Public Wifi – Watch out for wifi hackers
It’s summer and summer means going on holiday! But preferably somewhere that has wifi somewhere nearby, because that’s pretty convenient, isn’t it? Thanks to public wifi, (free) internet access is everywhere these days. Wifi on the train, wifi on the camping site and, in certain cases, even wifi on the airplane… Wifi has become a fixture of our daily lives, but while we’re constantly browsing on our laptops, cellphones and tablets, we rarely stop to think of the risks we are taking with the data we are sending. For instance wifi hackers can easily access your personal data and hijack your accounts.
Wifi security – or the lack of it
Unfortunately, it is far easier to intercept user data from a public wifi network than most people think. This is especially true ever since a new security leak in WPA2 was uncovered; WPA2 is the standard for the cryptographic encryption of data that is transmitted by wifi. In the autumn of 2017, research done by the KU Leuven (Catholic University of Leuven) in Belgium revealed that a weak spot in WPA2 can be utilised to read the data that someone is sending and it is even possible to transfer new data. This would allow a hacker to not only read your passwords, but to even send commands to your devices. Intercepting a pin number as you log into eBanking and subsequently using your device to send money to himself is possible for a hacker. WPA2’s weak spot lies in the so-called ‘four-way handshake’: the network executes this in order to verify whether you are using the correct password, but it also generates a new encryption (the third step in this fourfold process). Because of the security leak, it is possible to discover this encryption, allowing an older encryption to be installed, which a hacker can then use to get past security. To eliminate this single security leak, every single device that uses wifi will have to receive a software update.
A hackers’ bag of tricks
However, even after taking this security leak in WPA2 into account, public wifi does not offer very reliable protection from hacking. Whereas hacking the wifi of one residence will only provide the data of a few people, a public wifi-network means a lot of people are at risk. And there is a great variety of methods that hackers can use to gain access to someone’s personal data.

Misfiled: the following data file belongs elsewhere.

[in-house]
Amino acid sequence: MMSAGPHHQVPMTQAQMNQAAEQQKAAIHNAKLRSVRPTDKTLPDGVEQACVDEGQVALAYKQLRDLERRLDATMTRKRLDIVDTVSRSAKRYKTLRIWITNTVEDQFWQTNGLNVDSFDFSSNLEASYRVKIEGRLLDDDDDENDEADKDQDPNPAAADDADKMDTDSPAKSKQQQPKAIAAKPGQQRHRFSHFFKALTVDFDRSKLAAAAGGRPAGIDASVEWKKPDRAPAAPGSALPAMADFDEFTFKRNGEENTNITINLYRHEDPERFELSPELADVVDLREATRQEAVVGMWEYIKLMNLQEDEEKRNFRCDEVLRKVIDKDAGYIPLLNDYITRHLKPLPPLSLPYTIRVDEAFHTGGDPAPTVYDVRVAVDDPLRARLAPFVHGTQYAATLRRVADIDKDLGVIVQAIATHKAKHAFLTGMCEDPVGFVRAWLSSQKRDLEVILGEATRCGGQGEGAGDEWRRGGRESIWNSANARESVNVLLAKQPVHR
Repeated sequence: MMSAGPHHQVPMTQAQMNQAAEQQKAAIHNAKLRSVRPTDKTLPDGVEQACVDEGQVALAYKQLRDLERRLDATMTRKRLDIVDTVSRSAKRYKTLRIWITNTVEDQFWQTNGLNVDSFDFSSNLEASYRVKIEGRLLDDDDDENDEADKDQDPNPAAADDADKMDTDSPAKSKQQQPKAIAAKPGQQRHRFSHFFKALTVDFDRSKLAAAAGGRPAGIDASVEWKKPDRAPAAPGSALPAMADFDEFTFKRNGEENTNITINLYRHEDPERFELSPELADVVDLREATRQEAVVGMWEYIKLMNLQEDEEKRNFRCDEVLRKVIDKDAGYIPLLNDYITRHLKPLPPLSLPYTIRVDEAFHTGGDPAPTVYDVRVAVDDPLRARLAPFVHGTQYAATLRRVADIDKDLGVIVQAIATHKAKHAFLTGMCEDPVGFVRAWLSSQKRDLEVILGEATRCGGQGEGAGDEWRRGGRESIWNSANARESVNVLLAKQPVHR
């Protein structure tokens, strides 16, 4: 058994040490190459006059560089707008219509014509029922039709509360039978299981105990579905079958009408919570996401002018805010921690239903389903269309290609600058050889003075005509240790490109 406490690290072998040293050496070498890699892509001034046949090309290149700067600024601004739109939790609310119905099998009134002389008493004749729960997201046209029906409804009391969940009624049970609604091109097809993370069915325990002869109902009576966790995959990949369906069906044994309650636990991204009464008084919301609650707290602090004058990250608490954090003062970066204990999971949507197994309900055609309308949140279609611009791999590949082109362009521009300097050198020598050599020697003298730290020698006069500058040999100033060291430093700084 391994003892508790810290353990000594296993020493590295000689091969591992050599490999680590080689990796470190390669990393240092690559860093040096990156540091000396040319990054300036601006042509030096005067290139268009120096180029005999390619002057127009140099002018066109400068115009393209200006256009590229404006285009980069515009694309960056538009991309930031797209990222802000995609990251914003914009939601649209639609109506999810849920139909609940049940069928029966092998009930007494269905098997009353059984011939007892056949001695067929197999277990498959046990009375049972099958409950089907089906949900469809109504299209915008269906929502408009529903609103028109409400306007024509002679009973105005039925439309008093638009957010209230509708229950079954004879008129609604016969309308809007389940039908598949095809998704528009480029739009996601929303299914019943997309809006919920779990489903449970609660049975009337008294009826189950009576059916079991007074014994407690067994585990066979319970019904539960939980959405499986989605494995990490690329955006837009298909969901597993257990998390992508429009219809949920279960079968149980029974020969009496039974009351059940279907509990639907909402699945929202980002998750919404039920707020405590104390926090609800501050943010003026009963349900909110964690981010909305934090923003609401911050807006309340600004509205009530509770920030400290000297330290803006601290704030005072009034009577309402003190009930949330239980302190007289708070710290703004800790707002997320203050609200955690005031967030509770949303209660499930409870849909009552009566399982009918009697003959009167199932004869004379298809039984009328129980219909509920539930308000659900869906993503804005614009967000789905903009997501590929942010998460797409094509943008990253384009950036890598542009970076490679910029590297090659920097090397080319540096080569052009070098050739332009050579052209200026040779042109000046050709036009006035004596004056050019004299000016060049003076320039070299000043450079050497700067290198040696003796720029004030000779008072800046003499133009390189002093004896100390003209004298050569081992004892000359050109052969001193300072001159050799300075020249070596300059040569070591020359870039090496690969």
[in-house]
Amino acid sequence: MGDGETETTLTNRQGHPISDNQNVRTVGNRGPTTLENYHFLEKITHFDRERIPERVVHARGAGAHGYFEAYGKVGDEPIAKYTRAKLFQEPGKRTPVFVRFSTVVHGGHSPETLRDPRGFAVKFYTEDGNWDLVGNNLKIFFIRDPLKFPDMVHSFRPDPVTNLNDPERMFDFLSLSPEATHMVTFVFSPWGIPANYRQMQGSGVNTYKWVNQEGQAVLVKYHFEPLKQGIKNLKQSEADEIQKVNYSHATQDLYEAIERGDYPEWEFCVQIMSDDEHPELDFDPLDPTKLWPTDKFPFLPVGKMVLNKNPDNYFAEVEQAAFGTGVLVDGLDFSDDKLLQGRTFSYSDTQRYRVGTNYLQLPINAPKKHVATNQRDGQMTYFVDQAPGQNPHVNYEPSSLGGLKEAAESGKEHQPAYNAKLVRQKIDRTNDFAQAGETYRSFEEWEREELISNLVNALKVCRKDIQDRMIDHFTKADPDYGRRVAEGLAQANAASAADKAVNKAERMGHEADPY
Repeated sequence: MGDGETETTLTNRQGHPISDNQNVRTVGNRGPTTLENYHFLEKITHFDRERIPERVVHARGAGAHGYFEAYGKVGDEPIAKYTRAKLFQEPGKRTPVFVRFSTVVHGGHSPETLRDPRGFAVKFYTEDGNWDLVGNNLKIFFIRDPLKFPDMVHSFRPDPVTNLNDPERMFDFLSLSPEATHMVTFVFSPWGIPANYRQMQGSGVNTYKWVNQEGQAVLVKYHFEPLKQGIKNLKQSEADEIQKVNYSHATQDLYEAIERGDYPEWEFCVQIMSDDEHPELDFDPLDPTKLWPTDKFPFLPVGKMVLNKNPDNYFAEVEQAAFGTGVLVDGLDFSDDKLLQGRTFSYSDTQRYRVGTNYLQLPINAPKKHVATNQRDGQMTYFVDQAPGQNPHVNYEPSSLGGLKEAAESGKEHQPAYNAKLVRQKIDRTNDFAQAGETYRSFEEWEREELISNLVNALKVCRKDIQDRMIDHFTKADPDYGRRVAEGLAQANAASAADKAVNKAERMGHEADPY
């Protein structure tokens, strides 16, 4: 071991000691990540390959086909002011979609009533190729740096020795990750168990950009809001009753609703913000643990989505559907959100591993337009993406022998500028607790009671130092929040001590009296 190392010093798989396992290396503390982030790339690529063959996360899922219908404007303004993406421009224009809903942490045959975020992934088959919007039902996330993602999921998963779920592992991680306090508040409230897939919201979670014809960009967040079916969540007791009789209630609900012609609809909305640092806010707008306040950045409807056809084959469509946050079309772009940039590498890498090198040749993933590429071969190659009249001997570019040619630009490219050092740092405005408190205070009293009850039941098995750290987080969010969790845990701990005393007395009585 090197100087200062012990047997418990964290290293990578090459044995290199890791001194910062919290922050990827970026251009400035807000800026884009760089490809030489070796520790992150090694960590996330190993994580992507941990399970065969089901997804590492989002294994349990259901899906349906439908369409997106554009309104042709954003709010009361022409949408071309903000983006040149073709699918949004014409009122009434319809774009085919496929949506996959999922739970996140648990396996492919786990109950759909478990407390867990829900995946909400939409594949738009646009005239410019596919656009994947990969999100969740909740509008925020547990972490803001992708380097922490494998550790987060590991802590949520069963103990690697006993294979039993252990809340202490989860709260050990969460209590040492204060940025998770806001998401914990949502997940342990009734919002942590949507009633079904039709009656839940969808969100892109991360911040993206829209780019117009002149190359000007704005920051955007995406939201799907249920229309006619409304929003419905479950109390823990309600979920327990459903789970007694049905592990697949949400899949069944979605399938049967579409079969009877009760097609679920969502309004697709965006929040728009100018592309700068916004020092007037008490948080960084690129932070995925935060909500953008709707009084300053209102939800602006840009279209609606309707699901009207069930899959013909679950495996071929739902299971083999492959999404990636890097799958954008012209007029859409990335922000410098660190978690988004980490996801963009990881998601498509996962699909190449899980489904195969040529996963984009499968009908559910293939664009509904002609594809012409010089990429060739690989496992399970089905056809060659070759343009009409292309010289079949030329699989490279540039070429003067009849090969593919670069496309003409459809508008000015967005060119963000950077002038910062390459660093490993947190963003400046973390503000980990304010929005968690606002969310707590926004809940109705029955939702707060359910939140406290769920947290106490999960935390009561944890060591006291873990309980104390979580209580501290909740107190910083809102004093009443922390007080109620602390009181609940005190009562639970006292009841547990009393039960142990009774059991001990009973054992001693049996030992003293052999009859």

- The ‘evil twin’: A hacker sets up his own wifi-network, but gives it the same name as the network of the venue that you actually intend to connect to. With this simple trick, the hacker can record all the data you are sending or collecting through the internet. This is why it is important to always be aware whether you are connected to a proper, legitimate network.
- ‘Man in the middle’ attack: A hacker watches the data as it is sent to a website through the network and can edit this.
- ‘Packet sniffers’: A hacker uses special software to intercept all data-packages that are registered by a network interface card. This software is usually used by companies to analyse data and, if necessary, provide support. Hackers use this software for their own gain.
Simple protective methods
Fortunately, you should be able to protect yourself in most cases by taking a number of precautions. Aside from carefully managing your passwords and checking whether you are using the correct wifi-network, it is important to be certain whether your data is being transmitted through a secure connection. You can easily determine this by checking whether the padlock-symbol is displayed next to the web address of the website you are visiting. You can also check by seeing whether the web adress starts with https://, instead of http://. HTTP stands for hyper-text transfer protocol, the protocol that the internet uses to transfer data. HTTPS is an improved version that encrypts data as a rule and is currently standard, but is still not always used on all websites. Checking whether HTTPS is being used is enormously important if you are browsing a website and are about to send sensitive information. Examples of this would be eBanking, logging onto websites of government agencies and using other important accounts (it is also recommended never to carry out this type of activity using a public wifi-network). Additional steps you can take are configuring a two-step authentication for as many accounts as possible, as well as setting up a VPN. Two-step authentication is an easy, but effective method: many accounts allow for configuration that ensures you not only need a password, but a unique code sent to your cellphone as well. A VPN is a Virtual Private Network that transmits your data through an encrypted connection. Thanks to this extra protective layer, it will be more difficult for a hacker to get to your data. An additional advantage to using VPN is that it also masks your IP-address, making it impossible to detect your location.
It will probably never be possible to prevent someone from hacking your devices a 100% of the time, but as long as you are informed of the risks and remain aware of them, you can significantly reduce the odds of it happening. At the very least, it is something to keep in mind before you log onto an important website using your hotel’s wifi. Does all of this seem very paranoid? Then this article in the media will really scare you:
Would you like to know more about protecting your data? Then please do not hesitate to get in touch with Goose VPN. Our experts would be happy to help you.